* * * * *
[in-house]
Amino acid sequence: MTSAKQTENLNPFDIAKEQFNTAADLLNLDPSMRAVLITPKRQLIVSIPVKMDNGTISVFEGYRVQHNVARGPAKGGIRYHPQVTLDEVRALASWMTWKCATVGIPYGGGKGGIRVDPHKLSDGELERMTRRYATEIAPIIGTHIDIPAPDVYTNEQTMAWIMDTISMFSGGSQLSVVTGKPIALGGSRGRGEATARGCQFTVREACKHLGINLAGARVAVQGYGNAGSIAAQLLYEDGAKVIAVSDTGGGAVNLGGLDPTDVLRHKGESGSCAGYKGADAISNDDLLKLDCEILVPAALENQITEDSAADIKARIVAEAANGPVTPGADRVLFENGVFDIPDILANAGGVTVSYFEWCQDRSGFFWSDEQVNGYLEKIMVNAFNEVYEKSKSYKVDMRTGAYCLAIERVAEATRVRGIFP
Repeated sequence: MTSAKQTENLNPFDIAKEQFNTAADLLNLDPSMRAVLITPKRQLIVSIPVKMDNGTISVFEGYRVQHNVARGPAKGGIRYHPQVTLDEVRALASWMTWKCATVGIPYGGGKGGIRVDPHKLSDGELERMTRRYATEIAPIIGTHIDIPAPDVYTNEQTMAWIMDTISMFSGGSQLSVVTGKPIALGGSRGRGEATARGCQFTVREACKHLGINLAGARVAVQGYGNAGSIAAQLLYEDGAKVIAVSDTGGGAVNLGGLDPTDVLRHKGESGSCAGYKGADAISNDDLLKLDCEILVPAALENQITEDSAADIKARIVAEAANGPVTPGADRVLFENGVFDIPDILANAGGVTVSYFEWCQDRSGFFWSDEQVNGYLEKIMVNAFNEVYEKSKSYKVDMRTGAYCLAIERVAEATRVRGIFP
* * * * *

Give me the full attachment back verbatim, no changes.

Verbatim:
[in-house]
Amino acid sequence: MTSAKQTENLNPFDIAKEQFNTAADLLNLDPSMRAVLITPKRQLIVSIPVKMDNGTISVFEGYRVQHNVARGPAKGGIRYHPQVTLDEVRALASWMTWKCATVGIPYGGGKGGIRVDPHKLSDGELERMTRRYATEIAPIIGTHIDIPAPDVYTNEQTMAWIMDTISMFSGGSQLSVVTGKPIALGGSRGRGEATARGCQFTVREACKHLGINLAGARVAVQGYGNAGSIAAQLLYEDGAKVIAVSDTGGGAVNLGGLDPTDVLRHKGESGSCAGYKGADAISNDDLLKLDCEILVPAALENQITEDSAADIKARIVAEAANGPVTPGADRVLFENGVFDIPDILANAGGVTVSYFEWCQDRSGFFWSDEQVNGYLEKIMVNAFNEVYEKSKSYKVDMRTGAYCLAIERVAEATRVRGIFP
Repeated sequence: MTSAKQTENLNPFDIAKEQFNTAADLLNLDPSMRAVLITPKRQLIVSIPVKMDNGTISVFEGYRVQHNVARGPAKGGIRYHPQVTLDEVRALASWMTWKCATVGIPYGGGKGGIRVDPHKLSDGELERMTRRYATEIAPIIGTHIDIPAPDVYTNEQTMAWIMDTISMFSGGSQLSVVTGKPIALGGSRGRGEATARGCQFTVREACKHLGINLAGARVAVQGYGNAGSIAAQLLYEDGAKVIAVSDTGGGAVNLGGLDPTDVLRHKGESGSCAGYKGADAISNDDLLKLDCEILVPAALENQITEDSAADIKARIVAEAANGPVTPGADRVLFENGVFDIPDILANAGGVTVSYFEWCQDRSGFFWSDEQVNGYLEKIMVNAFNEVYEKSKSYKVDMRTGAYCLAIERVAEATRVRGIFP